How CIOs Can Increase Employee Productivity

By Don Reisinger  |  Posted 05-02-2013
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How CIOs Can Increase Employee Productivity

About Those Fixer-Uppers  Male workers are quite likely to try and fix their computer issues, with 46% of them saying they try to handle problems themselves.

Increasing productivity in the office is something that CIOs are always concerned about. The business side is pushing for more revenue and more results from employees, and often times the technology in the office is what the leaders look to in order to achieve their goals. The result is more pressure on IT decision-makers and more strife between the business side and IT side when employees, given the tools they need, don't necessarily work well with them.

A new survey from online retailer Crucial of 2,144 adults, including 1,012 who work in an office with computers, found that while the IT function in a company might be running smoothly and employees have all of the right tools they need to get their work done, workers are increasingly turning to their colleagues or even tapping into their own expertise to fix technology problems. The result? Lower productivity and a sense of distrust between those employees and the IT side.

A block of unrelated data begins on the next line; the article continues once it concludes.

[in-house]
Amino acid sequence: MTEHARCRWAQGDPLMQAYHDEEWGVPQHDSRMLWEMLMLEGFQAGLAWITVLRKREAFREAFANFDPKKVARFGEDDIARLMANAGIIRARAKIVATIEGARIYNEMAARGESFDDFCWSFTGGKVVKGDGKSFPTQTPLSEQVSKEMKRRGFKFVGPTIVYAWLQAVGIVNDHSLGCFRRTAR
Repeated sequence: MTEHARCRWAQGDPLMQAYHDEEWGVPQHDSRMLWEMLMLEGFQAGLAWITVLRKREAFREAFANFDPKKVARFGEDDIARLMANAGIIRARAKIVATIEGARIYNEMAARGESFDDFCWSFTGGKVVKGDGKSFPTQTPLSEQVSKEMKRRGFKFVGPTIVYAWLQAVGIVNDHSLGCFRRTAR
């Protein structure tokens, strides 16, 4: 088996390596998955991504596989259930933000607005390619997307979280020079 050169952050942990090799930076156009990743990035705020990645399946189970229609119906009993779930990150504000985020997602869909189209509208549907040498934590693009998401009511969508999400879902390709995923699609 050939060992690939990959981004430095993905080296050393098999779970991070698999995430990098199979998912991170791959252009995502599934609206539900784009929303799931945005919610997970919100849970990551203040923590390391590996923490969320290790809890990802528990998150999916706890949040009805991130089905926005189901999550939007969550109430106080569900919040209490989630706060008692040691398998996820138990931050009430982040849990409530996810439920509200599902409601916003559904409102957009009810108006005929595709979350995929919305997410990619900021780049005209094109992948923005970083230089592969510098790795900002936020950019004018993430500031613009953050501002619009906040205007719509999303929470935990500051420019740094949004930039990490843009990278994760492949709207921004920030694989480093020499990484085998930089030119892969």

"It is interesting that while computers play such a pivotal role in the flow of an office's workload, many employees are choosing to remedy their computer issues without the assistance of a trained IT professional," says Roddy McLean, marketing director at Crucial. "As the modern office worker is more reliant on the performance of their computer, they have also become more adept at finding a do-it-yourself solution when a computer crisis strikes." This new do-it-yourself worker is having an impact on corporate productivity, and the IT department can increase employees’ efficiency by taking more control over what does and doesn’t happen in the office.

Don Reisinger is a freelance technology columnist. He started writing about technology for Ziff-Davis' Gearlog.com. Since then, he has written extremely popular columns for CNET.com, Computerworld, InformationWeek, and others. He has appeared numerous times on national television to share his expertise with viewers. You can follow his every move at http://twitter.com/donreisinger.


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